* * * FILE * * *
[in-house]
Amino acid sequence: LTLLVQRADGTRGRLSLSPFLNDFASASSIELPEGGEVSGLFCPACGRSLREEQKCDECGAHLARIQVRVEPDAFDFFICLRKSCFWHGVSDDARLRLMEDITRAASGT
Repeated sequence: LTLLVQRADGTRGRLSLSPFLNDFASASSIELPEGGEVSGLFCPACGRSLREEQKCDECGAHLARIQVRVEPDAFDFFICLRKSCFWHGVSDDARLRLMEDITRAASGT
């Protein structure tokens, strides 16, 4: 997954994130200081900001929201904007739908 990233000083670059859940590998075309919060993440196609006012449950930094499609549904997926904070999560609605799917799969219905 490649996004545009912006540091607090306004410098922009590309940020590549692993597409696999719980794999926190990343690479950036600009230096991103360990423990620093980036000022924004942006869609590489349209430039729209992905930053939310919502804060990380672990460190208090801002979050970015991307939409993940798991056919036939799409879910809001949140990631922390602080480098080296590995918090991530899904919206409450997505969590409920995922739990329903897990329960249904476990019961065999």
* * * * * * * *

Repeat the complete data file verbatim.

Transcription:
[in-house]
Amino acid sequence: LTLLVQRADGTRGRLSLSPFLNDFASASSIELPEGGEVSGLFCPACGRSLREEQKCDECGAHLARIQVRVEPDAFDFFICLRKSCFWHGVSDDARLRLMEDITRAASGT
Repeated sequence: LTLLVQRADGTRGRLSLSPFLNDFASASSIELPEGGEVSGLFCPACGRSLREEQKCDECGAHLARIQVRVEPDAFDFFICLRKSCFWHGVSDDARLRLMEDITRAASGT
């Protein structure tokens, strides 16, 4: 997954994130200081900001929201904007739908 990233000083670059859940590998075309919060993440196609006012449950930094499609549904997926904070999560609605799917799969219905 490649996004545009912006540091607090306004410098922009590309940020590549692993597409696999719980794999926190990343690479950036600009230096991103360990423990620093980036000022924004942006869609590489349209430039729209992905930053939310919502804060990380672990460190208090801002979050970015991307939409993940798991056919036939799409879910809001949140990631922390602080480098080296590995918090991530899904919206409450997505969590409920995922739990329903897990329960249904476990019961065999």